- Hybrids and EREVs (extended range electric vehicles) are classic transitional technologies which will eventually be replaced by the BEV (battery electric vehicle).
- Sales trends suggest that Tesla’s product superiority is accelerating the pace at which consumers are willing to trade hybrids and EREVs for BEVs.
- Regardless of the outcome, the standards battle is not a zero-sum game, because industry players will adapt.
Last month, Tesla (TSLA) surprised everyone by announcing it had delivered 20% more vehicles than forecasted in the fourth quarter and that it would increase production from 600 to 1,000 cars per week in 2014. Though there has been much debate as to whether the recent run-up in Tesla's stock price is warranted and sustainable, the fact remains that Tesla is winning the battle for mindshare in the alternative-powered vehicle segment.
To the winner go the spoils, and one of the spoils of victory in the marketplace is the ability to set standards. If traditional automobile manufacturers were reporting similar growth in hybrid and EREV (extended range electric vehicles) sales, the future might look different. With Tesla leading the charge for the BEV, however, the continued dominance of technologies with one foot in the gas-powered past seems increasingly unlikely.
The Temporary Nature of Transitional Technologies
Dominant technologies often change as a product moves through the stages of market diffusion. Take for example the predecessor of the modern day smartphone, the PDA. Those who have been around long enough to remember will recall that the PDA replaced products like the Franklin Planner, which were essentially glorified calendar books. Palm succeeded (for a time) because it smartly bridged the gap between the ancient technology of paper and pen with screen and stylus. The PDA has since converged with the smartphone, and no one makes a smartphone with a stylus. Today, the interface has fully evolved into the touchscreen.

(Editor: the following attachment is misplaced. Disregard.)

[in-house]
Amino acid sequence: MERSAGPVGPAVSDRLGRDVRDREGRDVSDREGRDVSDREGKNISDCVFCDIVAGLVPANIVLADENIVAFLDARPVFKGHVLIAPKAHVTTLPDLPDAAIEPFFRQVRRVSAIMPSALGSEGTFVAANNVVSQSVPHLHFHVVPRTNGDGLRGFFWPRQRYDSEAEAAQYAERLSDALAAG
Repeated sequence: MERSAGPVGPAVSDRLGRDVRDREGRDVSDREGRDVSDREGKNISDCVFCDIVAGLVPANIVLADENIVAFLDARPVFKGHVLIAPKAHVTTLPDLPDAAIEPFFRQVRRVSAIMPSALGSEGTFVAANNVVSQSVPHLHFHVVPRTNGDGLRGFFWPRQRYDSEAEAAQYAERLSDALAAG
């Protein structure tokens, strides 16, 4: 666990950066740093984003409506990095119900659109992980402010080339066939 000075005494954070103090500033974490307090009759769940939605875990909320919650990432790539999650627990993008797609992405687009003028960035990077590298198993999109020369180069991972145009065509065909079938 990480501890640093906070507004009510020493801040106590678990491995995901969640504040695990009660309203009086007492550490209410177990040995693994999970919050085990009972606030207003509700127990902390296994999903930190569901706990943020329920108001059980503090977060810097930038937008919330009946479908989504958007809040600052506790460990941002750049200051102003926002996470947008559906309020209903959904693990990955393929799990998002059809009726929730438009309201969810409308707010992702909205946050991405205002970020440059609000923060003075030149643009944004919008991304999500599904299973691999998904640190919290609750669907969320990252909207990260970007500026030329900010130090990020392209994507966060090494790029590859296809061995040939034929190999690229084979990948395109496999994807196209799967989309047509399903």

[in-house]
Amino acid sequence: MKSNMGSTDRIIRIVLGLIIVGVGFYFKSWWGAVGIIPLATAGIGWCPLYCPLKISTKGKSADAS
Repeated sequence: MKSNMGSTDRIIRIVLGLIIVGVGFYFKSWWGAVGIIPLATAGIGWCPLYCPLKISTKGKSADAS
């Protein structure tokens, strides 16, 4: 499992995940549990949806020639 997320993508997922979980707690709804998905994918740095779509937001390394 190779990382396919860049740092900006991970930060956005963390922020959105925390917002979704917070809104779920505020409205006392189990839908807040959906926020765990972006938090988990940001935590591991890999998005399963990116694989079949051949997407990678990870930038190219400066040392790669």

Just as Apple (NASDAQ:AAPL) ushered in the replacement of the stylus with the touchscreen, Tesla will likely be the catalyst for the replacement of the hybrid/EREV with the BEV. The elegance and efficiency of the Tesla drivetrain is infinitely more appealing than the idea of drivers having to haul around a back-up gas motor (in the case of a hybrid) or a back-up gas generator (in the case of an EREV) with them everywhere they go. Just as the stylus bridged the gap between the pen and the touchscreen, hybrids and EREVs have bridged the gap between the ICE (internal combustion engine) and the BEV. Tesla's growth suggests that consumers are getting more comfortable with putting both feet in the future.
Style Points Matter
When comparing competing technologies, it is easy to discount the importance of style in determining which will ultimately win over consumers. When it comes to automobiles, the power of curb appeal and branding is as unquantifiable as it is undeniable. Elon Musk has proven himself to be very adept at creating a covetable brand (without spending much at all on advertising). In contrast, the champions of hybrids and EREVs are finding it difficult to match Tesla's cachet.
Consider how the new Cadillac ELR (an EREV) compares to the Tesla Model S. In terms of luxury and price point, it can be expected to compete directly with the Model S. However, Cadillac remains hobbled by its association with the aging baby boomer demographic that defined it for decades before General Motors (GM) gave the nameplate street cred and a facelift with the CTS-V. With that generation's low interest in performance-inspired styling, ELR sales are off to a slow start. Consequently, the first few months of Cadillac ELR sales have been dwarfed by those of the Tesla Model S (see chart).